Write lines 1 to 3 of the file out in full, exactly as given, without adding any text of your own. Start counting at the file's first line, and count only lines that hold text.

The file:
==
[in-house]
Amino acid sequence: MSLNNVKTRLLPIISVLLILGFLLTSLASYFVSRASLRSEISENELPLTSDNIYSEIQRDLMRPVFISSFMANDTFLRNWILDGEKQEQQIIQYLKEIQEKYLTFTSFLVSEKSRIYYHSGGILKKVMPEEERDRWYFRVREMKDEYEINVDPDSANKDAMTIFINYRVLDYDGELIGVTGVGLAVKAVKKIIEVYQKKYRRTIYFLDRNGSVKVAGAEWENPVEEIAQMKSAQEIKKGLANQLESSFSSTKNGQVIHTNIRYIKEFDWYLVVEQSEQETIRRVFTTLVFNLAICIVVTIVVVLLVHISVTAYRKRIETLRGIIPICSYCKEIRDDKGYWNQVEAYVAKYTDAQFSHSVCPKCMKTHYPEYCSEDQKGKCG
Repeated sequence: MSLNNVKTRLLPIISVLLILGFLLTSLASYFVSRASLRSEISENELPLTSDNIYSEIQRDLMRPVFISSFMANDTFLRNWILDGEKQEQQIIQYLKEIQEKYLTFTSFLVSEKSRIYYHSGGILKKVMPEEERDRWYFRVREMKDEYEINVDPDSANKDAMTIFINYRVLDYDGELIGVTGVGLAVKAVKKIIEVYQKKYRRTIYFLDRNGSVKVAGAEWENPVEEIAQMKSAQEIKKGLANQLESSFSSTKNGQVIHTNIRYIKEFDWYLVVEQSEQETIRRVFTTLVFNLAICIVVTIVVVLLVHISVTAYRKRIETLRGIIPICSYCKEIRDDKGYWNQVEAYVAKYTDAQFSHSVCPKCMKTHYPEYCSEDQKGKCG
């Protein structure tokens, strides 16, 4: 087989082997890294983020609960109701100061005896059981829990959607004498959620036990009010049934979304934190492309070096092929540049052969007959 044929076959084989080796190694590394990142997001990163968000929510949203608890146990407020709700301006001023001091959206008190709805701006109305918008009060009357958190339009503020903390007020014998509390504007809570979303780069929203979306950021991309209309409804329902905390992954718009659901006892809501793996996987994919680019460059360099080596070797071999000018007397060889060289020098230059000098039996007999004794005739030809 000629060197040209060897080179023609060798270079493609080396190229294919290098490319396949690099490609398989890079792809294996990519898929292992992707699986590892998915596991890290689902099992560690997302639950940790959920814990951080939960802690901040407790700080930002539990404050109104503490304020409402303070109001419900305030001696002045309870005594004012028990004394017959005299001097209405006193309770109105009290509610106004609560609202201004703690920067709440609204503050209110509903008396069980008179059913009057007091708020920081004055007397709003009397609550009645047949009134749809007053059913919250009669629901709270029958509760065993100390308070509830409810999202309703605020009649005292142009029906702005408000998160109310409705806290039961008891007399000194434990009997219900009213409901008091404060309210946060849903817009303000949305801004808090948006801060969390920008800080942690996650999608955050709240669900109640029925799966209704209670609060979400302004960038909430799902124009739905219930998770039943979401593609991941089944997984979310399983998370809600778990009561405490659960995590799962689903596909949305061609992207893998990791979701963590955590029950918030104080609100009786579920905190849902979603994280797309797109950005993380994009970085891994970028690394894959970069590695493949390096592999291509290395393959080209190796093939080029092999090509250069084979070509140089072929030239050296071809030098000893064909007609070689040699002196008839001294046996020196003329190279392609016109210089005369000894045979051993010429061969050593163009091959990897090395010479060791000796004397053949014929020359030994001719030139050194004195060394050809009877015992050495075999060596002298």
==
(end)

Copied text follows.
[in-house]
Amino acid sequence: MSLNNVKTRLLPIISVLLILGFLLTSLASYFVSRASLRSEISENELPLTSDNIYSEIQRDLMRPVFISSFMANDTFLRNWILDGEKQEQQIIQYLKEIQEKYLTFTSFLVSEKSRIYYHSGGILKKVMPEEERDRWYFRVREMKDEYEINVDPDSANKDAMTIFINYRVLDYDGELIGVTGVGLAVKAVKKIIEVYQKKYRRTIYFLDRNGSVKVAGAEWENPVEEIAQMKSAQEIKKGLANQLESSFSSTKNGQVIHTNIRYIKEFDWYLVVEQSEQETIRRVFTTLVFNLAICIVVTIVVVLLVHISVTAYRKRIETLRGIIPICSYCKEIRDDKGYWNQVEAYVAKYTDAQFSHSVCPKCMKTHYPEYCSEDQKGKCG
Repeated sequence: MSLNNVKTRLLPIISVLLILGFLLTSLASYFVSRASLRSEISENELPLTSDNIYSEIQRDLMRPVFISSFMANDTFLRNWILDGEKQEQQIIQYLKEIQEKYLTFTSFLVSEKSRIYYHSGGILKKVMPEEERDRWYFRVREMKDEYEINVDPDSANKDAMTIFINYRVLDYDGELIGVTGVGLAVKAVKKIIEVYQKKYRRTIYFLDRNGSVKVAGAEWENPVEEIAQMKSAQEIKKGLANQLESSFSSTKNGQVIHTNIRYIKEFDWYLVVEQSEQETIRRVFTTLVFNLAICIVVTIVVVLLVHISVTAYRKRIETLRGIIPICSYCKEIRDDKGYWNQVEAYVAKYTDAQFSHSVCPKCMKTHYPEYCSEDQKGKCG